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New method used to discover potential helium source

Technique could alleviate recurrent shortages of the noble element, used in scientific instruments

by Marc S. Reisch
June 30, 2016 | APPEARED IN VOLUME 94, ISSUE 27

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Credit: Pete Barry
Abraham-James observes helium gas from a water and gas seep near Lake Eyasi, Tanzania.
Credit: Pete Barry
Abraham-James observes helium gas from a water and gas seep near Lake Eyasi, Tanzania.

Using a new technique, scientists have discovered reserves of helium in Tanzania said to be equivalent to seven times the amount of the noble gas consumed worldwide each year. The new source could alleviate recurrent shortages of helium that have plagued users of scientific instruments and medical imaging equipment.

Working with the start-up firm Helium One, scientists at Durham University and the University of Oxford uncovered the reserves in Tanzania’s East African Rift Valley. The researchers theorize that intense heat from volcanic activity in the Rift Valley releases helium in ancient crustal rock. The gas then accumulates in underground reservoirs.

The scientists say they have combined methods used in oil exploration with seismic images of gas-trapping structures and calculations from independent experts to estimate helium reserves of 1.5 billion m3 in just one part of the Rift Valley.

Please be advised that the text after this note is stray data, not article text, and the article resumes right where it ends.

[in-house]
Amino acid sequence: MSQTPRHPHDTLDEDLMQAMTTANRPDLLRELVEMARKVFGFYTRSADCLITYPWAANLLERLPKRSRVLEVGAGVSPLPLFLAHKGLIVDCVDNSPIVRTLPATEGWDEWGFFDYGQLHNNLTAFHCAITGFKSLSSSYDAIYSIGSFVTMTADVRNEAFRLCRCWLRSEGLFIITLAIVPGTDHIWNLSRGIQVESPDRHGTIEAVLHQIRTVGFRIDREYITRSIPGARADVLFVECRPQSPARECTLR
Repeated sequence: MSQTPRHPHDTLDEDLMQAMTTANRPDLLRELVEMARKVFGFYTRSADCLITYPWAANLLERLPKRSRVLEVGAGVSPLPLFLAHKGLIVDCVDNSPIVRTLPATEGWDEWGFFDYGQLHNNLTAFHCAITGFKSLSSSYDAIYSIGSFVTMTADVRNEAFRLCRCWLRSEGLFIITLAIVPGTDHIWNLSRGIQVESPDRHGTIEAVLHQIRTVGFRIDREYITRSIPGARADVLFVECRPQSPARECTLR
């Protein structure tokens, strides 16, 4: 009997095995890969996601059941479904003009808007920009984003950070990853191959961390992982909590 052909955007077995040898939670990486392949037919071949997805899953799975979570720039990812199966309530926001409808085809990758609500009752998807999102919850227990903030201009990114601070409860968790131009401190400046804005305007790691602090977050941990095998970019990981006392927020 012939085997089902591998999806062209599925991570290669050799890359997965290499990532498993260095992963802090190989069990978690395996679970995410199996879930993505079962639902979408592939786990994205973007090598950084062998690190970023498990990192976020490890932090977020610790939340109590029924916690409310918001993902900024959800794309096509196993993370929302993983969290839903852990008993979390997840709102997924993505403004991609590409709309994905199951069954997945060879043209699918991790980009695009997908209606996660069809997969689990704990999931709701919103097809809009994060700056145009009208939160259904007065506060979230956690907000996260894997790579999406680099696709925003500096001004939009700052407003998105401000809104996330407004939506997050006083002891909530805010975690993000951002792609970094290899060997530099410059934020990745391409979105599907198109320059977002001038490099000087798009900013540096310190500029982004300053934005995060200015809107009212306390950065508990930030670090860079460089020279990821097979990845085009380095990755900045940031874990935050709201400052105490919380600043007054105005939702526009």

The researchers presented the findings on June 28 in Yokohama, Japan, at the Goldschmidt Conference, an annual gathering of geochemistry experts.

Today, helium is recovered as a by-product of natural gas extraction. But with prices of helium now about four times as high as they were a decade ago, prospectors are looking for new sources. The Tanzania helium reserve would be the first to be discovered and developed intentionally.

“We would be able to effectively ratchet production up or down depending on what the world required,” Helium One CEO Thomas Abraham-James tells C&EN. The year-old start-up is now trying to raise $40 million from industrial gas companies and other investors to complete exploration at sites licensed from the Tanzania government. Abraham-James estimates the cost of building a helium purification plant at about $100 million.

If the Tanzania reserve turns out to be as large as it now appears, “it could be an important discovery,” says Phil Kornbluth, a consultant to Helium One who previously ran the helium operations of Matheson. But, he cautions, “it’s still early days” for the start-up firm.

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